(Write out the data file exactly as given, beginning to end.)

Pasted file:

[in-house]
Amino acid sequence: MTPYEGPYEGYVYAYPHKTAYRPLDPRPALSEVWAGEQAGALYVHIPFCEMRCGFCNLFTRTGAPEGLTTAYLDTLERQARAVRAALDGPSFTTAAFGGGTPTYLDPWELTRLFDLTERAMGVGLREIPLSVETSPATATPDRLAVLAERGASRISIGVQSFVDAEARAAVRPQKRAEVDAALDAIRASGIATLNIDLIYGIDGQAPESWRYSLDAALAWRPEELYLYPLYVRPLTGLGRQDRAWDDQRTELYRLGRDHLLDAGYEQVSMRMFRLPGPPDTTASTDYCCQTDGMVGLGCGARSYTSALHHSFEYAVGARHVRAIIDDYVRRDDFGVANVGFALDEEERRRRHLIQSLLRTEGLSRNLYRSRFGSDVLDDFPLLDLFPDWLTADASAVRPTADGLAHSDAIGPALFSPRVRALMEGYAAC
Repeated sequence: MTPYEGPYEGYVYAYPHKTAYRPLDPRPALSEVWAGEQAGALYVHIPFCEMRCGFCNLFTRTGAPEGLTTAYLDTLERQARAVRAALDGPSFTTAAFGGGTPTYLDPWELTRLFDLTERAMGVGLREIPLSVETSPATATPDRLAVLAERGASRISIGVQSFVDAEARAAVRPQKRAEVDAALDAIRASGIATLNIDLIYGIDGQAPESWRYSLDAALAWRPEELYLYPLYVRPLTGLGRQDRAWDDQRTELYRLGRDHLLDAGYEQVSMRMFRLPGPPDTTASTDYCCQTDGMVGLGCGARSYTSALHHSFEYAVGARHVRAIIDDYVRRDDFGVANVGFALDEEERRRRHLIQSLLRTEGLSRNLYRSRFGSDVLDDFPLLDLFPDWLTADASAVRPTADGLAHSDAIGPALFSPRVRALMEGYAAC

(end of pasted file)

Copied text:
[in-house]
Amino acid sequence: MTPYEGPYEGYVYAYPHKTAYRPLDPRPALSEVWAGEQAGALYVHIPFCEMRCGFCNLFTRTGAPEGLTTAYLDTLERQARAVRAALDGPSFTTAAFGGGTPTYLDPWELTRLFDLTERAMGVGLREIPLSVETSPATATPDRLAVLAERGASRISIGVQSFVDAEARAAVRPQKRAEVDAALDAIRASGIATLNIDLIYGIDGQAPESWRYSLDAALAWRPEELYLYPLYVRPLTGLGRQDRAWDDQRTELYRLGRDHLLDAGYEQVSMRMFRLPGPPDTTASTDYCCQTDGMVGLGCGARSYTSALHHSFEYAVGARHVRAIIDDYVRRDDFGVANVGFALDEEERRRRHLIQSLLRTEGLSRNLYRSRFGSDVLDDFPLLDLFPDWLTADASAVRPTADGLAHSDAIGPALFSPRVRALMEGYAAC
Repeated sequence: MTPYEGPYEGYVYAYPHKTAYRPLDPRPALSEVWAGEQAGALYVHIPFCEMRCGFCNLFTRTGAPEGLTTAYLDTLERQARAVRAALDGPSFTTAAFGGGTPTYLDPWELTRLFDLTERAMGVGLREIPLSVETSPATATPDRLAVLAERGASRISIGVQSFVDAEARAAVRPQKRAEVDAALDAIRASGIATLNIDLIYGIDGQAPESWRYSLDAALAWRPEELYLYPLYVRPLTGLGRQDRAWDDQRTELYRLGRDHLLDAGYEQVSMRMFRLPGPPDTTASTDYCCQTDGMVGLGCGARSYTSALHHSFEYAVGARHVRAIIDDYVRRDDFGVANVGFALDEEERRRRHLIQSLLRTEGLSRNLYRSRFGSDVLDDFPLLDLFPDWLTADASAVRPTADGLAHSDAIGPALFSPRVRALMEGYAAC